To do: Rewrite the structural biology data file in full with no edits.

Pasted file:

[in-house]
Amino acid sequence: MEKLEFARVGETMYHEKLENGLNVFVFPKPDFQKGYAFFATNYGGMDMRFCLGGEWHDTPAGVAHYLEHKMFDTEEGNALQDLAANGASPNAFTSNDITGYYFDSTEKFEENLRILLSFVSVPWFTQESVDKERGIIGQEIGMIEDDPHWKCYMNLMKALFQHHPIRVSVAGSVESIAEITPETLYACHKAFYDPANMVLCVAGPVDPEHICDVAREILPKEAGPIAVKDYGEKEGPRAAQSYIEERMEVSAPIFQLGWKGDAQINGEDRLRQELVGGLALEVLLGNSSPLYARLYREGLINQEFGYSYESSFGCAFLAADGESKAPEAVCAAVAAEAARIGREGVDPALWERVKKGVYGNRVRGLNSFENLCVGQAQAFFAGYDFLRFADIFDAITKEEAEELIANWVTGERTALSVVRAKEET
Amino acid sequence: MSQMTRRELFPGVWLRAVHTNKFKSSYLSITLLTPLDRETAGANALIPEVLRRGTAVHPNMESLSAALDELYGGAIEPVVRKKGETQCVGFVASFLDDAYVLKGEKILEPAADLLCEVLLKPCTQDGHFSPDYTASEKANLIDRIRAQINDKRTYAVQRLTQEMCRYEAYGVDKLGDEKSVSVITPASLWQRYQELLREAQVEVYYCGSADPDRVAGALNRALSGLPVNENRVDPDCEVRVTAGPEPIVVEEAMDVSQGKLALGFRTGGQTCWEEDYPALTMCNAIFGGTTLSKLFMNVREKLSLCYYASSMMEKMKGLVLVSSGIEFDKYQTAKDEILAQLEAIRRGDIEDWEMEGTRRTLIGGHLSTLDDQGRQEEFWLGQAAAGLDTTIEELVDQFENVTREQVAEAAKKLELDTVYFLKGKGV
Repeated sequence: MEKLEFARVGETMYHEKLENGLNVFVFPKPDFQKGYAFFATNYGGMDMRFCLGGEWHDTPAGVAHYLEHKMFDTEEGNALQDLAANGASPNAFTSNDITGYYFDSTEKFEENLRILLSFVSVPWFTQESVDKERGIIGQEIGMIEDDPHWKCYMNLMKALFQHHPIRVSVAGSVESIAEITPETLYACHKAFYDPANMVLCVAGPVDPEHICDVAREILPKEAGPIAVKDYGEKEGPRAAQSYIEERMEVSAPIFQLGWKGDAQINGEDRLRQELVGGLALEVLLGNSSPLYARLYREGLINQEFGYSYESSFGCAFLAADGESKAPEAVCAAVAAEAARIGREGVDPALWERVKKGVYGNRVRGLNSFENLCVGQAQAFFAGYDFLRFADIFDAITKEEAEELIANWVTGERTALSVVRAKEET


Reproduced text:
[in-house]
Amino acid sequence: MEKLEFARVGETMYHEKLENGLNVFVFPKPDFQKGYAFFATNYGGMDMRFCLGGEWHDTPAGVAHYLEHKMFDTEEGNALQDLAANGASPNAFTSNDITGYYFDSTEKFEENLRILLSFVSVPWFTQESVDKERGIIGQEIGMIEDDPHWKCYMNLMKALFQHHPIRVSVAGSVESIAEITPETLYACHKAFYDPANMVLCVAGPVDPEHICDVAREILPKEAGPIAVKDYGEKEGPRAAQSYIEERMEVSAPIFQLGWKGDAQINGEDRLRQELVGGLALEVLLGNSSPLYARLYREGLINQEFGYSYESSFGCAFLAADGESKAPEAVCAAVAAEAARIGREGVDPALWERVKKGVYGNRVRGLNSFENLCVGQAQAFFAGYDFLRFADIFDAITKEEAEELIANWVTGERTALSVVRAKEET
Amino acid sequence: MSQMTRRELFPGVWLRAVHTNKFKSSYLSITLLTPLDRETAGANALIPEVLRRGTAVHPNMESLSAALDELYGGAIEPVVRKKGETQCVGFVASFLDDAYVLKGEKILEPAADLLCEVLLKPCTQDGHFSPDYTASEKANLIDRIRAQINDKRTYAVQRLTQEMCRYEAYGVDKLGDEKSVSVITPASLWQRYQELLREAQVEVYYCGSADPDRVAGALNRALSGLPVNENRVDPDCEVRVTAGPEPIVVEEAMDVSQGKLALGFRTGGQTCWEEDYPALTMCNAIFGGTTLSKLFMNVREKLSLCYYASSMMEKMKGLVLVSSGIEFDKYQTAKDEILAQLEAIRRGDIEDWEMEGTRRTLIGGHLSTLDDQGRQEEFWLGQAAAGLDTTIEELVDQFENVTREQVAEAAKKLELDTVYFLKGKGV
Repeated sequence: MEKLEFARVGETMYHEKLENGLNVFVFPKPDFQKGYAFFATNYGGMDMRFCLGGEWHDTPAGVAHYLEHKMFDTEEGNALQDLAANGASPNAFTSNDITGYYFDSTEKFEENLRILLSFVSVPWFTQESVDKERGIIGQEIGMIEDDPHWKCYMNLMKALFQHHPIRVSVAGSVESIAEITPETLYACHKAFYDPANMVLCVAGPVDPEHICDVAREILPKEAGPIAVKDYGEKEGPRAAQSYIEERMEVSAPIFQLGWKGDAQINGEDRLRQELVGGLALEVLLGNSSPLYARLYREGLINQEFGYSYESSFGCAFLAADGESKAPEAVCAAVAAEAARIGREGVDPALWERVKKGVYGNRVRGLNSFENLCVGQAQAFFAGYDFLRFADIFDAITKEEAEELIANWVTGERTALSVVRAKEET